I was supposed to have lymph node surgery last week. It’s extremely serious, but a doctor I have never met decided to cancel it the night before as he decided I just had an infection despite what every other doctor said.

I didn’t just accept it. I believed it was wrong. I saw my primary care today who also believes this was wrong and unjust and ridiculous as an infection is usually your lymph nodes in your neck will swell for a bit and go down after you get over the infection.

I believe in myself. I believe in my right to proper healthcare. My primary care has more access to the radiology reports than I do. She said I have lymph nodes swollen in my chest, lungs, collarbone, and back. This has been consistent for 5 months. In believing in myself and advocating for myself, she believes in me.

She submitted a stat order to UC Davis medical center, which is the best of the best for this. She understands this is extremely serious and potentially dangerous to wait. It’s about 2 1/2 hours away. I’m not totally sure how I’ll get there, but I’m going to.

She also gave me the name of a doctor that will only take the rarest of rare cases that no one can figure out. If you remember the TV show “house”, she’s kind of a real life version. So we are going to submit my lifetime of medical problems to her in hopes that she will take my case.

I just say to believe in yourself as yes, this is a story about one medical professional so committed to me that it’s inexplicable, but I love it and despite the fact I don’t have tons of hope I’ll ever get well, it definitely helps to have people walk beside you.

Besides having a medical professional walk beside me, I have a growing number of people who do. People help in ways that are beyond anything I ever thought I deserved. I realize now that I do deserve it.

If trauma has made you meek, a total rule follower, utterly compliant, feeling like you deserve less than the best, or however a number of ways trauma teaches us to continue to be abused, I challenge you to turn those thoughts around. Unfortunately the strong get help. The meek and silently abused get ignored even if they need the most help.

I have attempted to mentor, mother, nurture, and just spread love to so many trauma survivors who break my heart as they stay in abusive relationships, don’t see their worth, and have a ton of self hate. I have been there. I was that person. I understand the feeling.

Please just challenge yourself to understand you deserve the very best. I will continue to spread my message of hope and healing from CPTSD as it’s possible. Wrap your arms around yourselves and squeeze yourself into the most beautiful hug to recognize that you are still here even with the horrible things that have happened.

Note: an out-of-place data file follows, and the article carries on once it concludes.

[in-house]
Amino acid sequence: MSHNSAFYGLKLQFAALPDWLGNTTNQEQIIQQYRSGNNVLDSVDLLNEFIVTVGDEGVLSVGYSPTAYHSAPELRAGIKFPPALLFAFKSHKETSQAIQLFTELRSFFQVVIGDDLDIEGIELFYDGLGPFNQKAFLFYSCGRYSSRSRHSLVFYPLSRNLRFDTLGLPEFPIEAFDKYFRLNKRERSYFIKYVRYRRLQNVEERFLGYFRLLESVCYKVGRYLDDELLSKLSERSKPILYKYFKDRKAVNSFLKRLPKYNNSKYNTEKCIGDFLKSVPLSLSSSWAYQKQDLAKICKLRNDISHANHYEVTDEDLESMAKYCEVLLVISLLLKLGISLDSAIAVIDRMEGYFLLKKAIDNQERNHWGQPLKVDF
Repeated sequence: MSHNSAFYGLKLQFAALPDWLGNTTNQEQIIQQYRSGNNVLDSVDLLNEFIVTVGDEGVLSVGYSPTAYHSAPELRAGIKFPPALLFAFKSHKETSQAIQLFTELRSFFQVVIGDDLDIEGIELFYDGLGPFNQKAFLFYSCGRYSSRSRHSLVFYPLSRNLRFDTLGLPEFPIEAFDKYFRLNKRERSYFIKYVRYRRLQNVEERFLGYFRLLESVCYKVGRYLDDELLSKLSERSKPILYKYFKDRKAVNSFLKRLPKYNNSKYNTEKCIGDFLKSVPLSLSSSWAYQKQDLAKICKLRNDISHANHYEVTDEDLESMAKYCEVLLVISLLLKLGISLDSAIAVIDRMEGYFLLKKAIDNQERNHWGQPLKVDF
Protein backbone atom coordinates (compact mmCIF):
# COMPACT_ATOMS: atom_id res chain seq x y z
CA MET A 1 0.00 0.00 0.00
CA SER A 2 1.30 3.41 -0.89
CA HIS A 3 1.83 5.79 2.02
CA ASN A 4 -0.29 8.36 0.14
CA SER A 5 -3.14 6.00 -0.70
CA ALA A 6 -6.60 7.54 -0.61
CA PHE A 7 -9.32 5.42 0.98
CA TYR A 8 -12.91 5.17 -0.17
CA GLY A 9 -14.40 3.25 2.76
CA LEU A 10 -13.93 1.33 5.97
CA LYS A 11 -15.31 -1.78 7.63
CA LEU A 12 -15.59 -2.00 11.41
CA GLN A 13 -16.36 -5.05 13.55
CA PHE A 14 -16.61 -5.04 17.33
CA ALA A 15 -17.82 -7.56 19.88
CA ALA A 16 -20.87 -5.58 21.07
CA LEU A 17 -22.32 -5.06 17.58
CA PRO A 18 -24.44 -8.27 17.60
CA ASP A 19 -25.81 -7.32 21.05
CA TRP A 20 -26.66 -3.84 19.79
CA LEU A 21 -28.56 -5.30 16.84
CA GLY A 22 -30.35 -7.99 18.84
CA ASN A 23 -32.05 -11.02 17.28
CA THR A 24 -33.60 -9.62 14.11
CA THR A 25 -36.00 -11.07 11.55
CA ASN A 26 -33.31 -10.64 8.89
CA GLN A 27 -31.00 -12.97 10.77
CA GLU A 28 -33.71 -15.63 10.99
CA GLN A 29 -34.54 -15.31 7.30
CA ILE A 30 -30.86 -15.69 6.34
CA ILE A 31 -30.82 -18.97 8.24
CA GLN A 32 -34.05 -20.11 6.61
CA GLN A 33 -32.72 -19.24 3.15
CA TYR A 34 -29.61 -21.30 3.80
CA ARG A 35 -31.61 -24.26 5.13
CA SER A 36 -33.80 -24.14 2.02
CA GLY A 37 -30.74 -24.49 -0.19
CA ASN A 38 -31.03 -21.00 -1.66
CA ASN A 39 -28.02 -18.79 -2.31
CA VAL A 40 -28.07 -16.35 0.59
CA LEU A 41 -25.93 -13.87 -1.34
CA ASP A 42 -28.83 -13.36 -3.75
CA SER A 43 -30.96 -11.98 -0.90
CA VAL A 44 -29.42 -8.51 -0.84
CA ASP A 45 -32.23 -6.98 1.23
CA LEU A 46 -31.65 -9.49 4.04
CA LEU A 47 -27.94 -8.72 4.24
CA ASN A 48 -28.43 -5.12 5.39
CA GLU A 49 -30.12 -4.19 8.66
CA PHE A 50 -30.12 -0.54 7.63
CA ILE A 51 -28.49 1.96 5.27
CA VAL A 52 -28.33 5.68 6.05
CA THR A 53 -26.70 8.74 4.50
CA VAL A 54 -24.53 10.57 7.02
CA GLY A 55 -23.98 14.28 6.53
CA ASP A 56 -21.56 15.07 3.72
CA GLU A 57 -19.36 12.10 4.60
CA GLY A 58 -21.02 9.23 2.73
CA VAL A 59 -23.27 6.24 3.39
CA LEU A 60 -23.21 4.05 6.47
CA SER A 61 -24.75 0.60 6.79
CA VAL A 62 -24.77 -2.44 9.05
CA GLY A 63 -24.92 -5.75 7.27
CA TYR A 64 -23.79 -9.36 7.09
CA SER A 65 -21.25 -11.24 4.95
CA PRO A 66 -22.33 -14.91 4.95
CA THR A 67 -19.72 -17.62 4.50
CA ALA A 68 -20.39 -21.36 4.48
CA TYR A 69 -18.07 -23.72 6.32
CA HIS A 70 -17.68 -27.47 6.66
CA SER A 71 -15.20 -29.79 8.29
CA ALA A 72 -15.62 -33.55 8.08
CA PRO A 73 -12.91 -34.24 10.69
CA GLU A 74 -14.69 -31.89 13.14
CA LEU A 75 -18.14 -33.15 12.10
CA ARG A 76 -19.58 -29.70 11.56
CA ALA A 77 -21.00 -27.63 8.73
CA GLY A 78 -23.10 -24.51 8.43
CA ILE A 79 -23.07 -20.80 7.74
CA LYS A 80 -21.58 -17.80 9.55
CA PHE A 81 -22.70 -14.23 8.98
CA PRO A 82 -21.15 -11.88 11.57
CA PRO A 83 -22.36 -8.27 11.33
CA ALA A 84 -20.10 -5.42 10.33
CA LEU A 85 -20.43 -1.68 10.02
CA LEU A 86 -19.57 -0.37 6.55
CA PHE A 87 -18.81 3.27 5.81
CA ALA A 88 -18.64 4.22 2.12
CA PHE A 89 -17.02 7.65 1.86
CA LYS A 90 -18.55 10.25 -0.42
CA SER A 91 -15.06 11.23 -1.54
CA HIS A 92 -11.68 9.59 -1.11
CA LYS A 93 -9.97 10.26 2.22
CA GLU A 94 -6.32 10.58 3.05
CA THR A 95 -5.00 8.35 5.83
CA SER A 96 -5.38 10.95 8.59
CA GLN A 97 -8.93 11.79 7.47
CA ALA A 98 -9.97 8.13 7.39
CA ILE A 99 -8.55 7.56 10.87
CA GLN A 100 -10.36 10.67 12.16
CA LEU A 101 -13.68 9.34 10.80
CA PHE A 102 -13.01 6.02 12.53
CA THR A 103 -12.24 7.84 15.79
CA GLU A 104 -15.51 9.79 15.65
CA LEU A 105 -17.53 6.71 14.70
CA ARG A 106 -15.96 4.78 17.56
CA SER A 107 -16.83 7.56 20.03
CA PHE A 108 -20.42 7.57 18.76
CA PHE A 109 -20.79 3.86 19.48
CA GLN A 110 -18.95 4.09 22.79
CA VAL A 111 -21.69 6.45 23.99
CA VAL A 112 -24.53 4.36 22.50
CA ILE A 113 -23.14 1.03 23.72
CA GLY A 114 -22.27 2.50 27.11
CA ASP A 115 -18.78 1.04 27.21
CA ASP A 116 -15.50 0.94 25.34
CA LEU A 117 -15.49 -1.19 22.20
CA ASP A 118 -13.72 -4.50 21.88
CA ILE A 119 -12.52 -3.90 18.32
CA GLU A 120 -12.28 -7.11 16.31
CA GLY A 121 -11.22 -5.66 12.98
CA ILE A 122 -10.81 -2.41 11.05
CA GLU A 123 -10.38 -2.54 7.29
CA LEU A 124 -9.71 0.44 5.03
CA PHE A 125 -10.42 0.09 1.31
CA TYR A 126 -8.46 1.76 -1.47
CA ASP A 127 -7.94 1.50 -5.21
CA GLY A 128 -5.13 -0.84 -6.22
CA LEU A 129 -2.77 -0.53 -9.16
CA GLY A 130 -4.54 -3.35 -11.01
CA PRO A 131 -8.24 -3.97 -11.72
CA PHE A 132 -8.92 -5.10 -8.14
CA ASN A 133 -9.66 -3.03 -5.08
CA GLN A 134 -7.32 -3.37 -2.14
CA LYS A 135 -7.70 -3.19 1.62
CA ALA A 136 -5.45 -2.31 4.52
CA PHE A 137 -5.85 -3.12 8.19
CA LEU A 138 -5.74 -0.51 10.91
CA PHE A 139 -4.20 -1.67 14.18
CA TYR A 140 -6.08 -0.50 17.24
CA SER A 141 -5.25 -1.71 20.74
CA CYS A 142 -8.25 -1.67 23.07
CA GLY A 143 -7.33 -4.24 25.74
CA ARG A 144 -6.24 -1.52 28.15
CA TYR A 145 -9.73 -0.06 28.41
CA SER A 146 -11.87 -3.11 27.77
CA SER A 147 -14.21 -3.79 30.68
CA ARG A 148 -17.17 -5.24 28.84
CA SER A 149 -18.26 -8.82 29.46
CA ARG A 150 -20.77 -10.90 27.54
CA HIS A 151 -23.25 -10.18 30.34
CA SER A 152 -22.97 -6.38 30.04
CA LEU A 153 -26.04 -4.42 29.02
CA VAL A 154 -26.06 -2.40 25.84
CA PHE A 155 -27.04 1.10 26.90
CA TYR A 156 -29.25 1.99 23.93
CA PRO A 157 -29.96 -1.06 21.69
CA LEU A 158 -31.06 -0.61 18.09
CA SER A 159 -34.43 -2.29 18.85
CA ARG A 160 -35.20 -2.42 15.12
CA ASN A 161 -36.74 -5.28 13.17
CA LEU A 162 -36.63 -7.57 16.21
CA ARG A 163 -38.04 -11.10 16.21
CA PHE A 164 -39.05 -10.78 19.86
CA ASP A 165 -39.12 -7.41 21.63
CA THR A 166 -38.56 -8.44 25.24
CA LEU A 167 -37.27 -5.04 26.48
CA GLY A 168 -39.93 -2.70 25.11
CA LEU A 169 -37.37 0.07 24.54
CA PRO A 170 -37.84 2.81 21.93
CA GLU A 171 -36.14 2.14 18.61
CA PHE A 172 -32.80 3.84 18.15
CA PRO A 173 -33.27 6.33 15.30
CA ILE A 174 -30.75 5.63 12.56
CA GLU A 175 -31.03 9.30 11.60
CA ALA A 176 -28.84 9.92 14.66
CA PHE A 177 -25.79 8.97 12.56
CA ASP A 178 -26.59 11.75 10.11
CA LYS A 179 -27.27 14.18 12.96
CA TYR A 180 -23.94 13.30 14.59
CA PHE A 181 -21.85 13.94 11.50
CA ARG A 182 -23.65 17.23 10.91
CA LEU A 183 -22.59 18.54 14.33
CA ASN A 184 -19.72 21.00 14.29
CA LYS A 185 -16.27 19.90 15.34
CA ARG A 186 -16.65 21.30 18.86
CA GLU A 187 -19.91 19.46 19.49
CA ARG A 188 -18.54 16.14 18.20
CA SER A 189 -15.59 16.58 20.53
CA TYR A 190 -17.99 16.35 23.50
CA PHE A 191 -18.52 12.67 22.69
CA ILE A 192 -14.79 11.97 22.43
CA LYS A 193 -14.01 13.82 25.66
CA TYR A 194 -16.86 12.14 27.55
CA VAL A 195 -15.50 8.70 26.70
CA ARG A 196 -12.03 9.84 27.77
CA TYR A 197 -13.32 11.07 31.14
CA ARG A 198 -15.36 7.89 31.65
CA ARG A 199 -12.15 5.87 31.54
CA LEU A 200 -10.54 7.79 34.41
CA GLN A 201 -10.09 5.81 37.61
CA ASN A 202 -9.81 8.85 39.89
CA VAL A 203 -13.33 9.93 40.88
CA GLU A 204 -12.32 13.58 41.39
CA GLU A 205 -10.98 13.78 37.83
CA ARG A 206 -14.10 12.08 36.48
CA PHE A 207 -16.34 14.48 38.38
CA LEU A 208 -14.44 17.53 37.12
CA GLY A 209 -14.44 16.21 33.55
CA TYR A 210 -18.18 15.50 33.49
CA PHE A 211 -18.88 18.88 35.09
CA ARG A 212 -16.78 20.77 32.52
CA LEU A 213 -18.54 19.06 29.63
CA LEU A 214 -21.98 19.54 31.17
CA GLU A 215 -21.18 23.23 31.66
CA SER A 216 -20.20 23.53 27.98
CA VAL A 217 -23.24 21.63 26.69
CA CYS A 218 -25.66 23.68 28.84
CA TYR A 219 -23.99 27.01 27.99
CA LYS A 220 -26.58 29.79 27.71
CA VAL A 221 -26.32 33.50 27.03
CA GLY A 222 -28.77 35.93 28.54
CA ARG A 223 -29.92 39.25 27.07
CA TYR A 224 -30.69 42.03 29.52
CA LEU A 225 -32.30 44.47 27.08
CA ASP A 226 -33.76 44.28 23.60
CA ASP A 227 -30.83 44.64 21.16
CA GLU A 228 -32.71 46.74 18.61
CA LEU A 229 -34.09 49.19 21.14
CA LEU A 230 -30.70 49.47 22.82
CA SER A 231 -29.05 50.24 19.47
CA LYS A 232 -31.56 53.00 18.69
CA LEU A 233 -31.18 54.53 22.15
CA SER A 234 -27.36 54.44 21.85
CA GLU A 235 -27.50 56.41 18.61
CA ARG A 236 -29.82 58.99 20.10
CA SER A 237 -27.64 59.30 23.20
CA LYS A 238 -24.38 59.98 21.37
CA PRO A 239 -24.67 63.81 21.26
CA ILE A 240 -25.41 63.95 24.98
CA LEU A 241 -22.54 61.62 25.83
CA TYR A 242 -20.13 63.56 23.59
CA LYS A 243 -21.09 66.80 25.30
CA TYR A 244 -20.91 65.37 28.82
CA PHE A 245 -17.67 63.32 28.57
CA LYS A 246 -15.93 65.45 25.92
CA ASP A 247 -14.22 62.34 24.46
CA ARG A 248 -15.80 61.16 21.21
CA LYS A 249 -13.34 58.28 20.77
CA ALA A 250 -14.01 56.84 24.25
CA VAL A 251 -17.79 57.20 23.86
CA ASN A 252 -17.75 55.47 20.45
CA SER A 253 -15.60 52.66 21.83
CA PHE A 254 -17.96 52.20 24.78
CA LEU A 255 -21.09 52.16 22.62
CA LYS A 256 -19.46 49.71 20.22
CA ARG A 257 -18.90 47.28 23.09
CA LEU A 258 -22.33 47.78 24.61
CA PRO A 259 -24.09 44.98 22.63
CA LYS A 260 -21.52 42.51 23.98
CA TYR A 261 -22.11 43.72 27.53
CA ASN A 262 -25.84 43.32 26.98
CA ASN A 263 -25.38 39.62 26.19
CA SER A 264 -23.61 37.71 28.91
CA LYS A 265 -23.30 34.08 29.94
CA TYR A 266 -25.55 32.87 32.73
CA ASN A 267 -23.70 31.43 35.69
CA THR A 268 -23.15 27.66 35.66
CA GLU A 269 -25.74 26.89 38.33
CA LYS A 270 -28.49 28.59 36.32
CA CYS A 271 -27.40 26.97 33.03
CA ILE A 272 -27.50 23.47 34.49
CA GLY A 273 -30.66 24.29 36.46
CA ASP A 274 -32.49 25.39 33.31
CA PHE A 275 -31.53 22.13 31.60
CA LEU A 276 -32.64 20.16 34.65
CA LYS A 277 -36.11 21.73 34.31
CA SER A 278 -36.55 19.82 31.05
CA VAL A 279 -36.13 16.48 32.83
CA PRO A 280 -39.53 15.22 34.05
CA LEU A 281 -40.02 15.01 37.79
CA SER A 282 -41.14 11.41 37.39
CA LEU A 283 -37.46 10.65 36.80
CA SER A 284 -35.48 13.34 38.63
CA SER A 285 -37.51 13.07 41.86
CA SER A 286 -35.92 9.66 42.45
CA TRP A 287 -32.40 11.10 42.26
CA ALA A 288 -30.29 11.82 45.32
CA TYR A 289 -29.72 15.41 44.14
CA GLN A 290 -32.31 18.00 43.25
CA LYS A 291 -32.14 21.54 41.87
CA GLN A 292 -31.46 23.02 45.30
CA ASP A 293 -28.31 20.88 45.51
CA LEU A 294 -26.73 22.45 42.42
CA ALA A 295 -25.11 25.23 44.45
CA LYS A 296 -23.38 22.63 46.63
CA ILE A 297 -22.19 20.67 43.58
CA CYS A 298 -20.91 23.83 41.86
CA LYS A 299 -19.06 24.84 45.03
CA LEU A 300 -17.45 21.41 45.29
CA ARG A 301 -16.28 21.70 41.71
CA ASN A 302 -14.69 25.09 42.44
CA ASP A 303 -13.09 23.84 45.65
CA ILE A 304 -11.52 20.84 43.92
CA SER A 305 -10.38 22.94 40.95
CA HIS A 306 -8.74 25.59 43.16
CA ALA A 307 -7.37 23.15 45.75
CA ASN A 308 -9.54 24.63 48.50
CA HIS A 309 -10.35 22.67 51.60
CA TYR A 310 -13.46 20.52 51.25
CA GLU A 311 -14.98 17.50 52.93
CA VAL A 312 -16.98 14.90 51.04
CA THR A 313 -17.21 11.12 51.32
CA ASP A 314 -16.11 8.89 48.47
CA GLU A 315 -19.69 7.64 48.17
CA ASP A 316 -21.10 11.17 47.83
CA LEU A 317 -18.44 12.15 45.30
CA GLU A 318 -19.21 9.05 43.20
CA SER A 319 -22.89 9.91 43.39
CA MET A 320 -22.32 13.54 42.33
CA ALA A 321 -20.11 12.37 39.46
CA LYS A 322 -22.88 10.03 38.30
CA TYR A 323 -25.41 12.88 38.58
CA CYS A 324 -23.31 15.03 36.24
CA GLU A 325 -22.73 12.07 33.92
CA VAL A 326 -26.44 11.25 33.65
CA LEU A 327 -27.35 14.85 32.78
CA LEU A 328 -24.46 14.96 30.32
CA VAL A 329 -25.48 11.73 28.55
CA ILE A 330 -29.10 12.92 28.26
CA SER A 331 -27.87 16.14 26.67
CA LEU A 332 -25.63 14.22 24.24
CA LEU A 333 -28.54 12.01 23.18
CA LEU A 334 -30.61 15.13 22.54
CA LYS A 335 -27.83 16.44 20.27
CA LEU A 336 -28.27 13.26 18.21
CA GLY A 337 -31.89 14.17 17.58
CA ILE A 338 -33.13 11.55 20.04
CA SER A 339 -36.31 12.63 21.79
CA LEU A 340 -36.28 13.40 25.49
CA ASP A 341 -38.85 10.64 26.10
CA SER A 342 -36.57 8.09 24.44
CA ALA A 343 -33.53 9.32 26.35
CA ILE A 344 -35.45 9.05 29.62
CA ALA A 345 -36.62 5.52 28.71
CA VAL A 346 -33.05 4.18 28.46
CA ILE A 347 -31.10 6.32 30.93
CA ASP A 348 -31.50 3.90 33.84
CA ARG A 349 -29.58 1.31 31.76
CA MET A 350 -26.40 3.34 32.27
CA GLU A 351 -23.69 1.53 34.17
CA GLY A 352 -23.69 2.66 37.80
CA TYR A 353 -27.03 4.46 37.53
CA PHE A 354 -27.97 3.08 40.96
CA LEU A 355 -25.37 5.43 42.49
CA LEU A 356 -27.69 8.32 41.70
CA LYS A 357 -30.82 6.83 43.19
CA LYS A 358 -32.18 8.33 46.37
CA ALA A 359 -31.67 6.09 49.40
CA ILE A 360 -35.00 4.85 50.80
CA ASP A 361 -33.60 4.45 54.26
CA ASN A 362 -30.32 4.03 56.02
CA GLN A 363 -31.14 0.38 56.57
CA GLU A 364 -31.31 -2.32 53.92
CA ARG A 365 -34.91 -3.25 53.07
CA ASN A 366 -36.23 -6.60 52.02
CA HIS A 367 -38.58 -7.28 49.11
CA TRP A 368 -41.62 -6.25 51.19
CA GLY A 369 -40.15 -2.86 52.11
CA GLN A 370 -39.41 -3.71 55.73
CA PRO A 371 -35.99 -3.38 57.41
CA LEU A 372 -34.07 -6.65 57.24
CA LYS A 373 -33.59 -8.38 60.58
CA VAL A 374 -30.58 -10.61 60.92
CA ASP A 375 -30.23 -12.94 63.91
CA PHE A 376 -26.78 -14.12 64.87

The past is the past. Release it and live for today. They don’t deserve to make you miserable forever. Believe in yourself. I do.

Love

Lizzie

Sometimes the Decisions that Hurt the Most Will Be the Best

I have been lying in my bed for 4 days in agony. Of course the physical pain never stops, but this time, it’s been emotional agony.

I can’t go into too many details about what it’s about until I notify all the people involved and what I refuse to accept anymore. I will say, I refuse to accept abuse no matter how painful it is to leave behind or the implications for my life.

It’s been quite the day of reaching out for support in making an impossible decision. I have received wonderful words of encouragement, but when someone called me “selfish”, I knew that some people will never understand. I’m not selfish, I’m about to engage in huge self preservation.

There is no hidden fact that physical disease is exacerbated by stress. The situation I am choosing to leave behind causes me huge stress and aggravates my physical conditions every time.

I deserve to be well, whole, peaceful, and even happy at times. I don’t deserve to not follow my dreams and goals because of an abusive situation makes me question my abilities and talents, and often even my sanity.

I’ve spent the past couple years weeding out my closet of people who treat me less than what I deserve. I stopped being sweet and nice to the wrong people (plenty of people still get that side of me!), but the most important thing I realized in the past couple years is that I have a VOICE and a powerful one. People who used me as a doormat haven’t appreciated me figuring that out much, but as people who have developmental trauma, we end up losing our voice along the way. Our needs become unimportant. We become complacent with whatever.